Tax-raising chancellor: The Institute for Fiscal Studies’ Paul Johnson issued a series of damning tweets about the chancellor’s announcements, including one that makes almost every paper: “Oh for goodness sake. What is the possible justification for cutting income tax rate while raising NI rate? Drives further wedge between taxation of unearned income and earned income. Yet again benefits pensioners and those living off rents at expense of workers.” Johnson’s analysis is clear that Sunak’s claims to be a tax-cutting chancellor are untrue: “Almost all workers will be paying more tax on their earnings in 2025 than they would have been paying without this parliament’s reforms to income tax and NICs, despite the tax cutting measures announced today.” The IFS will give its full response to the spring statement at an event streamed here at 10.15 a.m.
Shirkers vs. workers: The Resolution Foundation’s Torsten Bell agrees, storming that it is “totally bonkers to be raising National Insurance (on earners) while cutting Income Tax (includes those with other income sources).” Sky’s Sam Coates wades through the smoke and mirrors to arrive at this key conclusion: “Rishi Sunak has ‘undone’ just over a quarter of the personal taxation rises he announced last year.”
Cutting through the spin: In the last few minutes, the Resolution Foundation has published its overnight analysis of the spring statement. Its top line conclusions are incredibly bleak: Some 1.3 million people will be pushed into absolute poverty next year … Families face £1,100 income losses thanks to the cost-of-living squeeze … Despite Sunak’s claims that he was cutting taxes for 31 million workers, the truth is — after taking all his tax changes into consideration — around 27 million (seven in eight workers) will pay more in income tax and NI in 2024-25 … This parliament will be the worst on record for living standards … And on top of all that, the average worker is in line for a £11,500 annual wage loss.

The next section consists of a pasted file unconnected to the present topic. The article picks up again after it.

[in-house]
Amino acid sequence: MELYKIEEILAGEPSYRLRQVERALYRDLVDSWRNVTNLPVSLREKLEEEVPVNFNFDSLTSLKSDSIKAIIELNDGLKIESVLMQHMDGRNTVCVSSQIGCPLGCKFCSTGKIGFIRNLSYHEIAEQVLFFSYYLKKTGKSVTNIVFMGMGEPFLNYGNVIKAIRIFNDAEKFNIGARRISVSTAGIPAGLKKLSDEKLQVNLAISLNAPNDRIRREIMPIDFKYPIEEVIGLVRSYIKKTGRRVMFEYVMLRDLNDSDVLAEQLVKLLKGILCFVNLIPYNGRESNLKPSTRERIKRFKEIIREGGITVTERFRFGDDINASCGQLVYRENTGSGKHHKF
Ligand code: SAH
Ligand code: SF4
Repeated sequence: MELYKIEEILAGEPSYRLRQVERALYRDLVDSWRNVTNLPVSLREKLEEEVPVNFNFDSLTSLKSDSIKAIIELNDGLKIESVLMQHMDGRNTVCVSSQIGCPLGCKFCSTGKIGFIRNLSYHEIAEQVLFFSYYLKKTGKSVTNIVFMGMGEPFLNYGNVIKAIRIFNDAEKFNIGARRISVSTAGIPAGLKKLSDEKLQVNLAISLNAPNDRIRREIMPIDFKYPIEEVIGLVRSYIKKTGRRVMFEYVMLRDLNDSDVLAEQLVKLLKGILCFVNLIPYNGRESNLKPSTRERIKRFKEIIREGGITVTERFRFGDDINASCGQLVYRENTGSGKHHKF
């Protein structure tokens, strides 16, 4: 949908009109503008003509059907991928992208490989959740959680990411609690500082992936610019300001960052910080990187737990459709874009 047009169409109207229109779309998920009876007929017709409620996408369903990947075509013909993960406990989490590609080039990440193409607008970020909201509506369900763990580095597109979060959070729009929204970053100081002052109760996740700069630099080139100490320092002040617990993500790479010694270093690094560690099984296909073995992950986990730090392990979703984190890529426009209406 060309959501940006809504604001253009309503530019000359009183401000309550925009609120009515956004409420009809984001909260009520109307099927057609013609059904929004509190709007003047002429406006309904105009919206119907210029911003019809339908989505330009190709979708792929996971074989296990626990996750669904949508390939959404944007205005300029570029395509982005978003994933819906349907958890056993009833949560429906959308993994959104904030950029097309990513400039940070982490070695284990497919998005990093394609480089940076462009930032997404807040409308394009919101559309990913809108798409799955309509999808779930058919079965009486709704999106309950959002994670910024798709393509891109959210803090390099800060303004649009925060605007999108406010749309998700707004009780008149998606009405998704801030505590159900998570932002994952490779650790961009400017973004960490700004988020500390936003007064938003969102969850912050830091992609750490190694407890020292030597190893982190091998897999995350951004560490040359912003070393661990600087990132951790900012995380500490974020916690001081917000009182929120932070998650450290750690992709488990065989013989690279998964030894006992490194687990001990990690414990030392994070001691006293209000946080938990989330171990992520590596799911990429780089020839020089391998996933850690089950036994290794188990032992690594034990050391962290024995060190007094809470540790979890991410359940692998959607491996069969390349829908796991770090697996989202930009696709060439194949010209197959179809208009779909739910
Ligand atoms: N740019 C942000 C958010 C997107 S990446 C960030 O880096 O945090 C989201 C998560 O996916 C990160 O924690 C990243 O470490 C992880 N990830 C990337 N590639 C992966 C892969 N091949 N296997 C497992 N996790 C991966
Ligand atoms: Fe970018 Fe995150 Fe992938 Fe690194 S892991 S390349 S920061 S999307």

What was missing? Paul Johnson argues the real story of yesterday’s statement was what Sunak didn’t do: “In the face of what the OBR calls the biggest hit to household finances since comparable records began in 1956-57 he has done nothing more for those dependent on benefits, the very poorest, besides a small amount of extra cash for local authorities to dispense at their discretion. Their benefits will rise by just 3.1% for the coming financial year. Their cost of living could well rise by 10%.” The Mirror’s Rachel Wearmouth and Dan Bloom have found 12 “nasty details” in Sunak’s statement, including that people on Universal Credit will see half their gains from the change to the National Insurance threshold wiped out — expect to hear more about that.